Most potters are drawn to their craft because of the inherent simplicity of taking a piece of nondescript, unformed clay and making from it any one of infinite possibilities of shape and function. There’s something pleasing in that those possibilities never go away, never lessen in spite of the passing of the years, or the intricacies of glaze recipes, firing schedules, kiln repairs and tax forms. Simply put,it’s good to work with basic things with basic talent to make basic things.This is increasingly true in our modern age as more and more become hands-off—at a distance, remote and too often machine-made and machine-controlled. There is a nostalgia in handmade things that causes you to want to reach back into the past for the simpler tools and the simpler ways of getting things done. It was this feeling that drew me to handmade bamboo tools.
I’ve always been attracted to the Japanese traditions, in pottery, philosophy and martial arts. In my studies, I often encountered the Japanese high regard and universal appeal of humble bamboo as a tool. It’s used for everything from chopsticks to fans to scaffolding rivaling skyscrapers in lashed-together height. In many books and ?lms on Japanese potters, I often saw bamboo tools being put to use so I thought that it was time for me to give bamboo a try myself.
There’s an inherent danger in reaching back into the past for traditional ways and tools. Often, these old items, while warmly nostalgic to use, are simply not up to the standards of modern materials. In other words, there’s often a very good reason for change and that reason is usually improvement or greater ease of doing things. Beethoven, you can be sure, would have used a synthesizer if he had had one. And how about Shakespeare? I am sure that he would have loved to use my computer. Still, I liked the idea of using bamboo, and gave it a try. I’ll never use anything else. So far, all my basic tools have far exceeded my hopes and expectations.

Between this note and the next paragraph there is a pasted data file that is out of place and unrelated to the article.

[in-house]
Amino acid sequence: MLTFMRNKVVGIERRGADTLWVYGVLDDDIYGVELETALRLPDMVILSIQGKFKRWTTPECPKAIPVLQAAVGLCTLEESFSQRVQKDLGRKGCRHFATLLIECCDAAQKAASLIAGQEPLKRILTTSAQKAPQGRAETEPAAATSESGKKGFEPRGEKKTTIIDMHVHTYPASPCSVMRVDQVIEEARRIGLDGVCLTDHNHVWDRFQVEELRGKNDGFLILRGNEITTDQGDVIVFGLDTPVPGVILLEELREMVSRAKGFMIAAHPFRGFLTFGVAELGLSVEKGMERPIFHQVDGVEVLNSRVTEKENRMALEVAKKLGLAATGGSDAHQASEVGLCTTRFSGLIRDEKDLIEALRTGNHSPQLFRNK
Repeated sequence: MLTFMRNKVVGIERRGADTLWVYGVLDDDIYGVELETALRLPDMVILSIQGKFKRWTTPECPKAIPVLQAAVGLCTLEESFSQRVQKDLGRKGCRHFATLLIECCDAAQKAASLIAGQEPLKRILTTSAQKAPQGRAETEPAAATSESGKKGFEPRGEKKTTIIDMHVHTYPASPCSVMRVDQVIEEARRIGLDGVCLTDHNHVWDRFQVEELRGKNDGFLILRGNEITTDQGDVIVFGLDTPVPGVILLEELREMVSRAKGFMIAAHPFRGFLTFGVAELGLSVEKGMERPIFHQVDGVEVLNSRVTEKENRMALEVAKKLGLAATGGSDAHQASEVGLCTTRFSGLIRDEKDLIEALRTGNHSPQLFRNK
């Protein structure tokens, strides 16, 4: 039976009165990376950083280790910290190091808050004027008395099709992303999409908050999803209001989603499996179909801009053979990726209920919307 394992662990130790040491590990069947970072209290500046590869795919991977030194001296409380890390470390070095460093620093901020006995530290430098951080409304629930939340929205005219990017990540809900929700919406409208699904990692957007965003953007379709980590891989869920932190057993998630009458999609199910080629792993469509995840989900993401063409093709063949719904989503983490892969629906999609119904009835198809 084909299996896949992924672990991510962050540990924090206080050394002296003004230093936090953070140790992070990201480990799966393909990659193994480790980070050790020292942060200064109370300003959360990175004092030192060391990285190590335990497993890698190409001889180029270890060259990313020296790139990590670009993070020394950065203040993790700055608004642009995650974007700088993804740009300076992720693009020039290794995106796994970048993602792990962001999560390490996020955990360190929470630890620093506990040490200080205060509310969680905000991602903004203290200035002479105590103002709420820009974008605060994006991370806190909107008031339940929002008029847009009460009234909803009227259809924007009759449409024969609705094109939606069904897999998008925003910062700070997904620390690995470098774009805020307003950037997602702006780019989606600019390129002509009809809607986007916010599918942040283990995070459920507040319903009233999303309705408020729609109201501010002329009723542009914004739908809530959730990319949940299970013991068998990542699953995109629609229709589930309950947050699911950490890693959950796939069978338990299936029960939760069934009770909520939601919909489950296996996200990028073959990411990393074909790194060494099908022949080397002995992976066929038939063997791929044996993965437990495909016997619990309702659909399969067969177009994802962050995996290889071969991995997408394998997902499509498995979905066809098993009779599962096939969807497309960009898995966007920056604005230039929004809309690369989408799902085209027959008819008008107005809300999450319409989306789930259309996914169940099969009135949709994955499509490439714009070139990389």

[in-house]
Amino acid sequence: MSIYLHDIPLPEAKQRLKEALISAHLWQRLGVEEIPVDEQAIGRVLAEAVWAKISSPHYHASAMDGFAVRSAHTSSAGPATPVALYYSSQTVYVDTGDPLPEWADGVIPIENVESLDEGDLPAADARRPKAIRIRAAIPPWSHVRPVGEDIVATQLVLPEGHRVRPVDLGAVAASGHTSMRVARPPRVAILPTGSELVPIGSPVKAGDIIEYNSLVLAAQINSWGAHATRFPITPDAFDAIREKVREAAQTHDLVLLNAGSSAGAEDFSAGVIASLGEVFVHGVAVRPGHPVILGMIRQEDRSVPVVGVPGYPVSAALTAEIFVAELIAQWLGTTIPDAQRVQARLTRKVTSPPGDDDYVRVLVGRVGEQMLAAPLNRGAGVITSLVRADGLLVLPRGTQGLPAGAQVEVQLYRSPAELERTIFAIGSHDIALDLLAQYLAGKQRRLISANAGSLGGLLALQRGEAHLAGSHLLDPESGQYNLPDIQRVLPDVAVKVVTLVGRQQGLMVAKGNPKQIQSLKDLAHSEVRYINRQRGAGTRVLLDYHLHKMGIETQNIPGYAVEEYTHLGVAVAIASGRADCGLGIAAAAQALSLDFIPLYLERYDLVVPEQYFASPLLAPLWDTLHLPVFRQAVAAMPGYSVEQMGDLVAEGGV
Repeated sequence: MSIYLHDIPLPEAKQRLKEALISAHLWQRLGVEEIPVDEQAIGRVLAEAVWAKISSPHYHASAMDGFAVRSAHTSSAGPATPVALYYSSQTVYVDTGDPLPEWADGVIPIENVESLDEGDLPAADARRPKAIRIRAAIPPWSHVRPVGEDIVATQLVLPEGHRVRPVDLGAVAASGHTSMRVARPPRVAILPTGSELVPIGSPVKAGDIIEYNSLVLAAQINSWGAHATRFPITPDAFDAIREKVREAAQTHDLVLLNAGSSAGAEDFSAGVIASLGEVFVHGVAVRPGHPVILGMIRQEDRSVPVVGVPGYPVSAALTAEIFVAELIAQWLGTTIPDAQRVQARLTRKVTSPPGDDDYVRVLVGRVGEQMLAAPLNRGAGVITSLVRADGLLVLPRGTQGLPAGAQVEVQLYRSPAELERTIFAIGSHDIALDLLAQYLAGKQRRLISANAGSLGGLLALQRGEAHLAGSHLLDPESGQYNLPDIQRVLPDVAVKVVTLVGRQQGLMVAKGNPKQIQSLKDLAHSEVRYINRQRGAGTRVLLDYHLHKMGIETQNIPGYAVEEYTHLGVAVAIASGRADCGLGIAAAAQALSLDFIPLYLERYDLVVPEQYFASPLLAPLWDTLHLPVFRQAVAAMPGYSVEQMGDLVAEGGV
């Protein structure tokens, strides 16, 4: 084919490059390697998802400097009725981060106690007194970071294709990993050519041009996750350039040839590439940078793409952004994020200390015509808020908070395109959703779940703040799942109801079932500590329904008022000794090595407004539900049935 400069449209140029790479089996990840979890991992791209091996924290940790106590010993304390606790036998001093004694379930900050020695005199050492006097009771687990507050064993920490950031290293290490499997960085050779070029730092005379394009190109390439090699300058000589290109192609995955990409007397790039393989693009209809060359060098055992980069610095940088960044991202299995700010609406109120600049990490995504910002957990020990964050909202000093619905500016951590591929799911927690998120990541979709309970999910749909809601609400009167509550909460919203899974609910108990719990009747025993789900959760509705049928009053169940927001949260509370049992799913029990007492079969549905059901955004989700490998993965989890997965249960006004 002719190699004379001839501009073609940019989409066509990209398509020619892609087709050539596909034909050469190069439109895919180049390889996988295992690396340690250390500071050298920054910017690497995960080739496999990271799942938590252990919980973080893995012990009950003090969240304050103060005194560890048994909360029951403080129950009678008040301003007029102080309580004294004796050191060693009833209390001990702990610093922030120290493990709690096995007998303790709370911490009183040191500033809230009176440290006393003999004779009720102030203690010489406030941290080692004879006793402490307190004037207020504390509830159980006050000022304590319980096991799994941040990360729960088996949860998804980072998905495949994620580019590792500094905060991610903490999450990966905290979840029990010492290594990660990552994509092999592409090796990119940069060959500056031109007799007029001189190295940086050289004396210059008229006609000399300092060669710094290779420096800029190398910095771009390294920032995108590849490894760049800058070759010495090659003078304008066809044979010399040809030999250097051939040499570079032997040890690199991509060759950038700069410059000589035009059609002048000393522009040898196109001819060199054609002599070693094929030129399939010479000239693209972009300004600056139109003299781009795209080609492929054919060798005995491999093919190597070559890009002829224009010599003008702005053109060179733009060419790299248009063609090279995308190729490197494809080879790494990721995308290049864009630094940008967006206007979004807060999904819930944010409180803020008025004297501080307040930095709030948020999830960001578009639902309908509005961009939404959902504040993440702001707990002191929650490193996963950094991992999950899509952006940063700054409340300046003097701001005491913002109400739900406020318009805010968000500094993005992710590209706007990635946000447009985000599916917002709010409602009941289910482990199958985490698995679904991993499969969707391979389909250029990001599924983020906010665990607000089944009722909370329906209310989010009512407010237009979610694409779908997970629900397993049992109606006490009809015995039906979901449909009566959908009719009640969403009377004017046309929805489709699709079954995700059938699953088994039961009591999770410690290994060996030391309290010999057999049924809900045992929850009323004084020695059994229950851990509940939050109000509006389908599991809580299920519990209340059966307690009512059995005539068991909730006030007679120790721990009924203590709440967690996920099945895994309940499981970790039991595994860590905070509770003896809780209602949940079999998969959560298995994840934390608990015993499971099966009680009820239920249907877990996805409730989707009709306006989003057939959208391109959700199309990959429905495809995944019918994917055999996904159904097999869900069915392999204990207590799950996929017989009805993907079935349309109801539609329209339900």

Bamboo is actually a grass and, as a result has a long, running “grain” that makes for an incredibly durable and ?exible material. With a sharp knife, bamboo can be readily shaped and will hold an edge that stands up to heavy usage far beyond most woods. It’s also far superior to wood in terms of its water-resistant features. I’ve often left these tools standing in my water bucket for weeks at a time, and they never become soft, waterlogged, cracked or warped.
One final point: Bamboo isn’t as readily available as most woods. There are, however, a couple of sources you can try. For smaller tools, at least, check at a local greenhouse or crafts store. You should be able to find thin bamboo in lengths of 5 to 6 feet and with a diameter of ½ inch or so. A search online will also net many sources.